After a White House official publicly slammed Anthony Fauci, US President Trump distanced himself from the attack and boasted his "very good relationship" with the medical expert. Follow DW for the latest.
President Trump rebukes White House advisor over column attacking Anthony Fauci
The European Commission advised member states to start flu vaccinations soon to stop hospitals being hit with flu and COVID-19 patients
Tokyo increases alert to highest level as cases rise
All updates in Universal Coordinated Time (UTC/GMT)
23:19 American Airlines sent notices of potential furloughs to around 25,000 workers, saying that air travel was slowing down as coronavirus cases surged in the US. Warnings were sent to 2,500 pilots, nearly 10,000 flight attendants and 3,200 mechanics.
In a memo to employees, Chief Executive Doug Parker and President Robert Isom said that the airline would have 20,000 excess workers due to the downturn in the industry. They also said that layoffs may be minimized due to voluntary departures.
US airlines that have received government aid under the CARES Act cannot lay off workers until after September 30.
21:13 Brazil President Jair Bolsonaro has told reporters that he has once again tested positive for the coronavirus, a week after he announced he had become ill with COVID-19.
When it was initially announced that he had contracted the virus on July 7, Bolsonaro confirmed he would take another test in a few days. That test has now come back positive.
The Brazilian president has previously dismissed the severity of the COVID-19 pandemic, calling it a "little flu" even as Brazil's outbreak became the worst in the world outside the United States.
21:09 Canada has managed to flatten the curve of the virus, and may soon be nearing zero deaths. The country has seen 8,798 COVID-19 fatalities so far, with the total number of cases at 108,486.
With provinces slowly reopening their economies, public health officials are expressing concern over the possibility of another spike, especially since Canada's southern neighbor, the US, is the world's worst-hit country. Nonessential travel to the US has been banned since March, but pressure is mounting on Canadian Prime Minister Justin Trudeau to loosen restrictions.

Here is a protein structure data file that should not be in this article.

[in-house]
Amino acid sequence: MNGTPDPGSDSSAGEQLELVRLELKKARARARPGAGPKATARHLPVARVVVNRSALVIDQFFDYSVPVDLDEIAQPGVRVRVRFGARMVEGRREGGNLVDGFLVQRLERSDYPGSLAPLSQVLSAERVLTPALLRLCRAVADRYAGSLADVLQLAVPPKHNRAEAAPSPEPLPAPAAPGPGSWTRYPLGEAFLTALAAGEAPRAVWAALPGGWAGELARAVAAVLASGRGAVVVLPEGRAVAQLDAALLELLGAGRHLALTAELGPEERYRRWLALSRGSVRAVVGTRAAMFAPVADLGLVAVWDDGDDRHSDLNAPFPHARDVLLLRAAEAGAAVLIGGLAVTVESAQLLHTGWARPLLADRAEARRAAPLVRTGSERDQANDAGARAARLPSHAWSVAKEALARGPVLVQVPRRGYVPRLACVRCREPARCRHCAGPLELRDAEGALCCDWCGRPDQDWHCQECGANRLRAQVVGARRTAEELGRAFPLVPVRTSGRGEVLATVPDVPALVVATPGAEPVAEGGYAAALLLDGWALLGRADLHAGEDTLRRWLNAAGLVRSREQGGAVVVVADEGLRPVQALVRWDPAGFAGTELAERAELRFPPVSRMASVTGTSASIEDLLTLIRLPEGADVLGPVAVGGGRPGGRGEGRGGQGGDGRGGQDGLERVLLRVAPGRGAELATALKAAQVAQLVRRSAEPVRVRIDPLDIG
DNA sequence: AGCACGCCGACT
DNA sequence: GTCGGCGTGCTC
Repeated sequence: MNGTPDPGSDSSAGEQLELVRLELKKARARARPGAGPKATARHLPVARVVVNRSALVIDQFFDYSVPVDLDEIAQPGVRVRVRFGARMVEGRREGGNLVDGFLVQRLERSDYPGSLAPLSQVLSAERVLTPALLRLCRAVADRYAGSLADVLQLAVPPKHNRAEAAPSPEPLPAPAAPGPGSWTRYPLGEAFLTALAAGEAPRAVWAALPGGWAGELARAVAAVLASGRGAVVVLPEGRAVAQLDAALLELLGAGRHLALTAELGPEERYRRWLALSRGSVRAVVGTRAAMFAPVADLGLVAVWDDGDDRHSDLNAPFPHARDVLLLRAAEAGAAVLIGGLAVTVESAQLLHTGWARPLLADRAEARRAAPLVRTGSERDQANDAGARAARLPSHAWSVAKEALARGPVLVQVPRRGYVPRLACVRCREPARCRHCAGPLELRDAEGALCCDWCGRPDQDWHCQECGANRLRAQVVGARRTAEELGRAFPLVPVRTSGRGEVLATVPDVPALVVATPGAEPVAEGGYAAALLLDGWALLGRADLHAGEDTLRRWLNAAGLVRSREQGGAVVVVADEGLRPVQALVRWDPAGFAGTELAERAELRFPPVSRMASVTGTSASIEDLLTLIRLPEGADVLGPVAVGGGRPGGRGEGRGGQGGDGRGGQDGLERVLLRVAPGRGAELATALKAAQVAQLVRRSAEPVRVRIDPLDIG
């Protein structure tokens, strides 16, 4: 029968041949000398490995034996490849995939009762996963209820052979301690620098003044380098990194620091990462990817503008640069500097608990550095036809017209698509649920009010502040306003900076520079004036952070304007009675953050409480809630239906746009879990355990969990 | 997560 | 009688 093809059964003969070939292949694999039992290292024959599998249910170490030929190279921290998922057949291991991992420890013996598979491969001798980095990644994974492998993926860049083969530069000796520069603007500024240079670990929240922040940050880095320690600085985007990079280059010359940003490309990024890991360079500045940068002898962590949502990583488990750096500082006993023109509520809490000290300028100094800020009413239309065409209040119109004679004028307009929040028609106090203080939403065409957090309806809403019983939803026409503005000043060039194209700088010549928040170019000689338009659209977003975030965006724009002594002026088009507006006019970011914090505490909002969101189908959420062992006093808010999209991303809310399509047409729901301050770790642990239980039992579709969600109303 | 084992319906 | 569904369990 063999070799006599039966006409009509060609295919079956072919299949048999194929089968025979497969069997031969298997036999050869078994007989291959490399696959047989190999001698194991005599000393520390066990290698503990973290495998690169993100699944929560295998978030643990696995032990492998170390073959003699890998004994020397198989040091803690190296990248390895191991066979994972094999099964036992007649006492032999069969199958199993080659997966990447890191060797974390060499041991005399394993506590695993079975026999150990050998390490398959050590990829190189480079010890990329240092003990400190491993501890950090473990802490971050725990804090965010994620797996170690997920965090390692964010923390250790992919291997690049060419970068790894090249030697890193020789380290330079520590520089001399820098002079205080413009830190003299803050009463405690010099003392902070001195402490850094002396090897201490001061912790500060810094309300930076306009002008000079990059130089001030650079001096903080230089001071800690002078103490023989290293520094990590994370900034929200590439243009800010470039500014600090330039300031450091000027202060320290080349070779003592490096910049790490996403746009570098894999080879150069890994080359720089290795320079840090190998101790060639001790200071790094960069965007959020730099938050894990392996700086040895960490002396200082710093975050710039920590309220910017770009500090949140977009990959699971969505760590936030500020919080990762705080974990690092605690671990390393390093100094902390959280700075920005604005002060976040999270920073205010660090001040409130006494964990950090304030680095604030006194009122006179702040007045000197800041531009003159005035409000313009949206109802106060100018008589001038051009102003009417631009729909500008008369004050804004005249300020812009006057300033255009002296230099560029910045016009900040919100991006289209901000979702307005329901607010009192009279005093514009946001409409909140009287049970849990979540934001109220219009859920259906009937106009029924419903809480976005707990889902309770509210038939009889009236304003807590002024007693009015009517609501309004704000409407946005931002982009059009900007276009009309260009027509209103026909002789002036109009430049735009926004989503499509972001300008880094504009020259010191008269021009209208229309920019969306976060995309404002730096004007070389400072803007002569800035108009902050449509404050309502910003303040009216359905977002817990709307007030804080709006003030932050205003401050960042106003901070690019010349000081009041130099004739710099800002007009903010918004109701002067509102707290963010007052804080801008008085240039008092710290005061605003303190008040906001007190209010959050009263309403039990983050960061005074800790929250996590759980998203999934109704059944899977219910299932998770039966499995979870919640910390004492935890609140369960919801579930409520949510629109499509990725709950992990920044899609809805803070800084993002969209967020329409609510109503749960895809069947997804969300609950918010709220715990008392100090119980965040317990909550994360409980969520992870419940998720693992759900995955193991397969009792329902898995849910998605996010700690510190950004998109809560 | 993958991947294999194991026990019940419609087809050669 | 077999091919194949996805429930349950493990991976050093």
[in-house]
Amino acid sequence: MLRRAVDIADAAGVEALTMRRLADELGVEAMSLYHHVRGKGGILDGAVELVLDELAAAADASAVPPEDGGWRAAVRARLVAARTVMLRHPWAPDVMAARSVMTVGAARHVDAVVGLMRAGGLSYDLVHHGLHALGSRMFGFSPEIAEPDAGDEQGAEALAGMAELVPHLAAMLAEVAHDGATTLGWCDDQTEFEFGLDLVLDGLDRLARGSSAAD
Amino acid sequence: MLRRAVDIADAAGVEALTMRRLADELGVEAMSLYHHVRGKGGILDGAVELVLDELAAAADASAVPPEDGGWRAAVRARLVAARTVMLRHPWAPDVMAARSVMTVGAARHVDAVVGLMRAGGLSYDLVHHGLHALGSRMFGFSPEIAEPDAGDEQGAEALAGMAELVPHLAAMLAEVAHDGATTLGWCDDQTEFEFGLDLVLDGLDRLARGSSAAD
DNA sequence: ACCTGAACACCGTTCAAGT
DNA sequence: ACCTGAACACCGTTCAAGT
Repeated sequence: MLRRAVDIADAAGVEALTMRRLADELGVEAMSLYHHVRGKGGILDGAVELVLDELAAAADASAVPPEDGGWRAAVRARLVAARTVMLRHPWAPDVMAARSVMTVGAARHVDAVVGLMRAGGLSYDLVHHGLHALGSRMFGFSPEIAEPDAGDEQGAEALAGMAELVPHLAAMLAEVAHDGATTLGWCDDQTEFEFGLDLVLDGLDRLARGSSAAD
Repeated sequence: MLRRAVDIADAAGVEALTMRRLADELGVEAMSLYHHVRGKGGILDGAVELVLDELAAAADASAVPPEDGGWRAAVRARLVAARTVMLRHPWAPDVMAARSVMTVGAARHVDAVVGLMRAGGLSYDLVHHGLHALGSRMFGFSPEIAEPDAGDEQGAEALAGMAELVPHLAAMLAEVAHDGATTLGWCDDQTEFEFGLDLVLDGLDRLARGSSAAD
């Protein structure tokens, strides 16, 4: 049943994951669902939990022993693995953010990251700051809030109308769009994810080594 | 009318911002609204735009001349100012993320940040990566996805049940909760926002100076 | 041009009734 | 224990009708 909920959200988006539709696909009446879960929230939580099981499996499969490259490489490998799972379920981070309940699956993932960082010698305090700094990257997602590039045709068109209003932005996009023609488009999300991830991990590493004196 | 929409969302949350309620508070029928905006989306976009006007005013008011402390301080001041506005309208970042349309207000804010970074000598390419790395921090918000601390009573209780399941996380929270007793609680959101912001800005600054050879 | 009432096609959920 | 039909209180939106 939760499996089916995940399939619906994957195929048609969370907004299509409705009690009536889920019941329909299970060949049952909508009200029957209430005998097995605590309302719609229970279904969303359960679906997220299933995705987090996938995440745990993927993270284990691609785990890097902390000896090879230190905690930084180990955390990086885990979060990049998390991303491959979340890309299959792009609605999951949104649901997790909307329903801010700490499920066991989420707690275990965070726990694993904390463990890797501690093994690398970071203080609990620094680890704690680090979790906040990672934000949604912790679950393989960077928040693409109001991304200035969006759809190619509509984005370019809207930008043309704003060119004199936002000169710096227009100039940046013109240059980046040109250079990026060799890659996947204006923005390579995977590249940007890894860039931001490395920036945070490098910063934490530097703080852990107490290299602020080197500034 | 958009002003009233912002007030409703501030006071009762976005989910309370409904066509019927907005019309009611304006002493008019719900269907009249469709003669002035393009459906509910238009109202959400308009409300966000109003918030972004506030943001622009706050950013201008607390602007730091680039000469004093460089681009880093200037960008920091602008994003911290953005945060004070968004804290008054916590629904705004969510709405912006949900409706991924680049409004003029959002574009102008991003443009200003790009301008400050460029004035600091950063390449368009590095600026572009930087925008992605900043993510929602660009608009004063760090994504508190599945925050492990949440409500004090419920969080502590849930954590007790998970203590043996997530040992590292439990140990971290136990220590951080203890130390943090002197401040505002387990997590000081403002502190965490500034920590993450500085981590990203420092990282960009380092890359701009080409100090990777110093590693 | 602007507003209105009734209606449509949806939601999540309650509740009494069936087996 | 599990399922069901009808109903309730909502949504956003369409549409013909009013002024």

Easing lockdown measures has also led to spikes in cases. Quebec's rise in numbers has been tracked down to house parties and the opening of a Montreal bar. Ontario saw an outbreak linked to a nail salon, and British Columbia saw a rise in cases as people began to socialize more.
21:05 Ireland is putting on hold plans to end its lockdown because of a spike in new infections, Prime Minister Micheal Martin has announced.
Ireland had been set to enter the fourth and final phase of relaxing its coronavirus restrictions this coming Monday. The most significant move would have seen all pubs and bars allowed to fully reopen, but that move has now been postponed.
Also on the agenda is the reopening of schools, due to take place towards the end of next month. But Martin said the reproductive rate of the virus "has now risen above one" and the priority now was to get that figure down. "By doing so, we will give ourselves the best chance possible to fully reopen our schools in late August," he added.
20:30 Amazon employees who are able to work from home should continue working remotely until January 8 next year, said the e-commerce giant. In early May, the company imposed the remote working regime in order to curb the coronavirus pandemic, with the measure originally set to expire in early October this year.
"We continue to prioritize the health of our employees and follow local government guidance," a spokesperson for the company told US broadcaster CNBC.
Other digital giants, including Facebook, Google and Apple have similar policies in place. US media reported that Twitter told its employees they were free to work from home "forever" if they choose to do so.
20:23 Israeli Prime Minister Benjamin Netanyahu announced payments to "all citizens" to help reboot an economy battered by the coronavirus crisis.
Families with children are set to receive one-time payments of between 2,000 and 3,000 shekels, ($584-875, €511-767) depending on the number of children, Netanyahu said, adding that "all other citizens over the age of 18 will receive 750 shekels."